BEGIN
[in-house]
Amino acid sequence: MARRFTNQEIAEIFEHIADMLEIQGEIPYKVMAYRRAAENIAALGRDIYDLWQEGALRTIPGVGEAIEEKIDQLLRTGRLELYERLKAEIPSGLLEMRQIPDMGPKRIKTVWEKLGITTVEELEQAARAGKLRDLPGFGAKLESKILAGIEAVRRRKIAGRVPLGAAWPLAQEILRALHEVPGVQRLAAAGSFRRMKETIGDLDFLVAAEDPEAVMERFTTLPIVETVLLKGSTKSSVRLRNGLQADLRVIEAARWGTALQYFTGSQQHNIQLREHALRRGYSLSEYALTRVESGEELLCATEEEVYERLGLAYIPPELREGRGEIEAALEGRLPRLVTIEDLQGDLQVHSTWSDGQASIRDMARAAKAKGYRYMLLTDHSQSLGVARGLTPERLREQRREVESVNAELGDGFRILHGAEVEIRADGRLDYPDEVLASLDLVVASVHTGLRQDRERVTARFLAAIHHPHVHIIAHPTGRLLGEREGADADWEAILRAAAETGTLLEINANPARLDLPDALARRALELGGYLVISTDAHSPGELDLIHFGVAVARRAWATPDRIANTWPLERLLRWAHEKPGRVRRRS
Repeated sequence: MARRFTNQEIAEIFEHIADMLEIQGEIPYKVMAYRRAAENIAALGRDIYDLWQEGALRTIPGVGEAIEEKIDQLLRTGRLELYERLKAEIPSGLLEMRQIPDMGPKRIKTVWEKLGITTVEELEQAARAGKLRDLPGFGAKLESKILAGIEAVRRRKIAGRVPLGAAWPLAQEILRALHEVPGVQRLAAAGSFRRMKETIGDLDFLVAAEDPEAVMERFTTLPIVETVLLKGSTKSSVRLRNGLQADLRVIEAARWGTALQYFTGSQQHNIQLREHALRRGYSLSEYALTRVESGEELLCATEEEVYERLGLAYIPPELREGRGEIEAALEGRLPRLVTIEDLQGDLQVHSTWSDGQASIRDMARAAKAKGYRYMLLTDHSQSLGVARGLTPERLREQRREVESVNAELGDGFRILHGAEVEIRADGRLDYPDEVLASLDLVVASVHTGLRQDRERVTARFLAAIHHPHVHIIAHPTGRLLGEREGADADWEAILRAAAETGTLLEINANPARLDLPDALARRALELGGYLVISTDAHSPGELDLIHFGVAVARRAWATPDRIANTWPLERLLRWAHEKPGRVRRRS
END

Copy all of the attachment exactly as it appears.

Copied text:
[in-house]
Amino acid sequence: MARRFTNQEIAEIFEHIADMLEIQGEIPYKVMAYRRAAENIAALGRDIYDLWQEGALRTIPGVGEAIEEKIDQLLRTGRLELYERLKAEIPSGLLEMRQIPDMGPKRIKTVWEKLGITTVEELEQAARAGKLRDLPGFGAKLESKILAGIEAVRRRKIAGRVPLGAAWPLAQEILRALHEVPGVQRLAAAGSFRRMKETIGDLDFLVAAEDPEAVMERFTTLPIVETVLLKGSTKSSVRLRNGLQADLRVIEAARWGTALQYFTGSQQHNIQLREHALRRGYSLSEYALTRVESGEELLCATEEEVYERLGLAYIPPELREGRGEIEAALEGRLPRLVTIEDLQGDLQVHSTWSDGQASIRDMARAAKAKGYRYMLLTDHSQSLGVARGLTPERLREQRREVESVNAELGDGFRILHGAEVEIRADGRLDYPDEVLASLDLVVASVHTGLRQDRERVTARFLAAIHHPHVHIIAHPTGRLLGEREGADADWEAILRAAAETGTLLEINANPARLDLPDALARRALELGGYLVISTDAHSPGELDLIHFGVAVARRAWATPDRIANTWPLERLLRWAHEKPGRVRRRS
Repeated sequence: MARRFTNQEIAEIFEHIADMLEIQGEIPYKVMAYRRAAENIAALGRDIYDLWQEGALRTIPGVGEAIEEKIDQLLRTGRLELYERLKAEIPSGLLEMRQIPDMGPKRIKTVWEKLGITTVEELEQAARAGKLRDLPGFGAKLESKILAGIEAVRRRKIAGRVPLGAAWPLAQEILRALHEVPGVQRLAAAGSFRRMKETIGDLDFLVAAEDPEAVMERFTTLPIVETVLLKGSTKSSVRLRNGLQADLRVIEAARWGTALQYFTGSQQHNIQLREHALRRGYSLSEYALTRVESGEELLCATEEEVYERLGLAYIPPELREGRGEIEAALEGRLPRLVTIEDLQGDLQVHSTWSDGQASIRDMARAAKAKGYRYMLLTDHSQSLGVARGLTPERLREQRREVESVNAELGDGFRILHGAEVEIRADGRLDYPDEVLASLDLVVASVHTGLRQDRERVTARFLAAIHHPHVHIIAHPTGRLLGEREGADADWEAILRAAAETGTLLEINANPARLDLPDALARRALELGGYLVISTDAHSPGELDLIHFGVAVARRAWATPDRIANTWPLERLLRWAHEKPGRVRRRS